Advertisement

Journal on Multimodal User Interfaces

, Volume 1, Issue 1, pp 49–58 | Cite as

Multimodal signal processing and interaction for a driving simulator: Component-based architecture

  • Alexandre Benoit
  • Laurent Bonnaud
  • Alice Caplier
  • Frédéric Jourde
  • Laurence Nigay
  • Marcos Serrano
  • Ioannis Damousis
  • Dimitrios Tzovaras
  • Jean-Yves Lionel Lawson
Article

Abstract

In this paper we focus on the software design of a multimodal driving simulator that is based on both multimodal driver’s focus of attention detection as well as driver’s fatigue state detection and prediction. Capturing and interpreting the driver’s focus of attention and fatigue state is based on video data (e.g., facial expression, head movement, eye tracking). While the input multimodal interface relies on passive modalities only (also called attentive user interface), the output multimodal user interface includes several active output modalities for presenting alert messages including graphics and text on a mini-screen and in the windshield, sounds, speech and vibration (vibration wheel). Active input modalities are added in the meta-User Interface to let the user dynamically select the output modalities. The driving simulator is used as a case study for studying its software architecture based on multimodal signal processing and multimodal interaction components considering two software platforms, OpenInterface and ICARE.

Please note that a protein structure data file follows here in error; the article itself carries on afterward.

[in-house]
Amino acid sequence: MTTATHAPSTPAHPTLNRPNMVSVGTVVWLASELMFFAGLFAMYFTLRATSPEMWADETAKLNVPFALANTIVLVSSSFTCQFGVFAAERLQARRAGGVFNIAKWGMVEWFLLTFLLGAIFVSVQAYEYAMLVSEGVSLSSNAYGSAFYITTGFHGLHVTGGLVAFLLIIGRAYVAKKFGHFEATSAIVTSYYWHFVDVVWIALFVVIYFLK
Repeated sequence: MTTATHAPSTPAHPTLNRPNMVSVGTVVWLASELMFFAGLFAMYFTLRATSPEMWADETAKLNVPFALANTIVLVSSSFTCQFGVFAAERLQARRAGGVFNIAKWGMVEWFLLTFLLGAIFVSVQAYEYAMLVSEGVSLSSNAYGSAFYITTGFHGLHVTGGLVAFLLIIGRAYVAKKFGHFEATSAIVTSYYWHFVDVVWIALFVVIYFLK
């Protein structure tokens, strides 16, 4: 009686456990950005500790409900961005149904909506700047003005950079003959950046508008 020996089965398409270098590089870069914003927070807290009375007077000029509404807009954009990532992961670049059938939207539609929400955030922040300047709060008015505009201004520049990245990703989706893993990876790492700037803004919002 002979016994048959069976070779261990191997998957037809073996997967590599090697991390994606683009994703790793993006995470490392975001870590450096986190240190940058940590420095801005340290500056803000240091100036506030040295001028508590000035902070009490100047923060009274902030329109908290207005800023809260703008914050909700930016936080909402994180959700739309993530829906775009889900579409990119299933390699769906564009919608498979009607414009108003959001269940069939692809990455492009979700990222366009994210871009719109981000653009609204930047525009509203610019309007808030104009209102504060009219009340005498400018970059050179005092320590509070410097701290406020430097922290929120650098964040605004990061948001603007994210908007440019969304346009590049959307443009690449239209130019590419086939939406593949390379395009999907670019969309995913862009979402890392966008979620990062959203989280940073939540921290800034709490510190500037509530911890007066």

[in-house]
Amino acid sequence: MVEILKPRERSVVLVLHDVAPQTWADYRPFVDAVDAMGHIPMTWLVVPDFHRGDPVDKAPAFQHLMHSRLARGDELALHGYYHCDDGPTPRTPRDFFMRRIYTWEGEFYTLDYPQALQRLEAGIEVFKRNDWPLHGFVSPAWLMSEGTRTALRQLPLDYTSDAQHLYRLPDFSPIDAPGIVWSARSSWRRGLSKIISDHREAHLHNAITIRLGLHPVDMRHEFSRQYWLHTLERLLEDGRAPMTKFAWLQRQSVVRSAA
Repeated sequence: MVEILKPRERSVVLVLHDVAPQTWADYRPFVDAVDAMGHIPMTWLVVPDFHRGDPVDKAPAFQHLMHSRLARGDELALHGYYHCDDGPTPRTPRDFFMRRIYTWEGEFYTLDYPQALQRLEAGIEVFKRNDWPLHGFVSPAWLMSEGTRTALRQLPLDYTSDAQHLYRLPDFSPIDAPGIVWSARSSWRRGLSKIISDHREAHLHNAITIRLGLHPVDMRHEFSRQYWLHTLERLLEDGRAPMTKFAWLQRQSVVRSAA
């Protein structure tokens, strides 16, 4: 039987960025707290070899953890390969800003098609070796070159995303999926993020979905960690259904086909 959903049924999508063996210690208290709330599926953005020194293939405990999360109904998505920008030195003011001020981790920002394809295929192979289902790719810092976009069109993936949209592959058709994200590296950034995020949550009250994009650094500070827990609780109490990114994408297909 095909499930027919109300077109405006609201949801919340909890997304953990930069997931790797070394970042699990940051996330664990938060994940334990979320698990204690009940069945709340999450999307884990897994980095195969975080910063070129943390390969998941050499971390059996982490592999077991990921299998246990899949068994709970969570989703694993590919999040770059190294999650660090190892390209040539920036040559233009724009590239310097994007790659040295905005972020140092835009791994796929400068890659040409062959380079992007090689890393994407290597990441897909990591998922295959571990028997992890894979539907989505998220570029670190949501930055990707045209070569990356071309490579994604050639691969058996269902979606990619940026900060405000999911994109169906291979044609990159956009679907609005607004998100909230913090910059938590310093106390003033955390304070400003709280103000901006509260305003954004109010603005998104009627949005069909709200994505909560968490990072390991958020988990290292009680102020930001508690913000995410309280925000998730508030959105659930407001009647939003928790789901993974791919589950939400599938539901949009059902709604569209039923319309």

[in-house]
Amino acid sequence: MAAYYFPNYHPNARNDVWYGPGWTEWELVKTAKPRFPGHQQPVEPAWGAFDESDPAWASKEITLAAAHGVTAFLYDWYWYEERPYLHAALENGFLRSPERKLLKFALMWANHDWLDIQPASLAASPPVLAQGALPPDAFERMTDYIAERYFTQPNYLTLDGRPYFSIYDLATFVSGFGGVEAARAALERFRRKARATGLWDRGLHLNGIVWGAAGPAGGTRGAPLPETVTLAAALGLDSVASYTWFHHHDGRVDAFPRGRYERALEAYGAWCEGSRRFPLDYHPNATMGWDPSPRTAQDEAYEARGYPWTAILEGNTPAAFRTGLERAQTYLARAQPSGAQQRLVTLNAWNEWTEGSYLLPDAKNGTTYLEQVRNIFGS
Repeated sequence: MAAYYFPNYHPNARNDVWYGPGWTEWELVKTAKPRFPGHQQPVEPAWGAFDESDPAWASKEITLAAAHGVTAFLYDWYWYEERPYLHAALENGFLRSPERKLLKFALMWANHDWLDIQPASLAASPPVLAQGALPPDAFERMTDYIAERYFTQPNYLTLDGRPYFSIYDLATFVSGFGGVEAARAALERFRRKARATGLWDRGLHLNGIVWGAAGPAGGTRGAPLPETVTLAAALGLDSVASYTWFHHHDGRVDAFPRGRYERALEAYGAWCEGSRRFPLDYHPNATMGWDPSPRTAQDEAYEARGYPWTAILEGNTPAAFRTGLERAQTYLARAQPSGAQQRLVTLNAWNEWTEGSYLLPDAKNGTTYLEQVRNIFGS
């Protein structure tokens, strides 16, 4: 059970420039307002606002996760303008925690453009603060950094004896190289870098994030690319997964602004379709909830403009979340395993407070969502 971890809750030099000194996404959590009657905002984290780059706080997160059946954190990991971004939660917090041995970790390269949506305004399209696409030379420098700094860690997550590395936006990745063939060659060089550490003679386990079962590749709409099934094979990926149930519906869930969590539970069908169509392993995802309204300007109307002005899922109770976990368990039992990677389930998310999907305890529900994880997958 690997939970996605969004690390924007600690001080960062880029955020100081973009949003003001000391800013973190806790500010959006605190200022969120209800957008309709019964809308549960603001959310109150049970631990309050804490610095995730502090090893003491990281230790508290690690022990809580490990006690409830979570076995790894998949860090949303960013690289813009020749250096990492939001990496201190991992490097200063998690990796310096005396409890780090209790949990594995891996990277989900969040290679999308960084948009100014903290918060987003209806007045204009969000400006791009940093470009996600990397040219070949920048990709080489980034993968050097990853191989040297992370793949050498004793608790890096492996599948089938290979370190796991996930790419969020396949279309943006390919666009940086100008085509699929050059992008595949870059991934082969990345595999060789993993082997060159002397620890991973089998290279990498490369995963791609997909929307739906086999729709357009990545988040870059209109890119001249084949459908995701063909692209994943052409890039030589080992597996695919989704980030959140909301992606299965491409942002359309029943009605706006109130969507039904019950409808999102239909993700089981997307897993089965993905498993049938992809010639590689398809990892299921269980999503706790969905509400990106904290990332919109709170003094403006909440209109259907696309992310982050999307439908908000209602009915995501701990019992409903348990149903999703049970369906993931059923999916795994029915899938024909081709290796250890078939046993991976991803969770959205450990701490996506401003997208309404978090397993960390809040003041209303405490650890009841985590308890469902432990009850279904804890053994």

Keywords

Attention level Component Driving simulator Facial movement analysis ICARE Interaction modality OpenInterface Software architecture Multimodal interaction 

Preview

Unable to display preview. Download preview PDF.

Unable to display preview. Download preview PDF.

8. References

  1. [1]
    SIMILAR, European Network of Excellence, WP2-OpenInterface platform. http://www.similar.cc. 49, 53Google Scholar
  2. [2]
    OpenInterface European STREP project. http://www.oi-project.org. 49, 53Google Scholar
  3. [3]
    J. Bouchet and L. Nigay, “ICARE: A Component-Based Approach for the Design and Development of Multimodal Interfaces”, inProc. CHI’04 conference extended abstract, pp. 1325–1328, ACM Press, 2004. 49, 53Google Scholar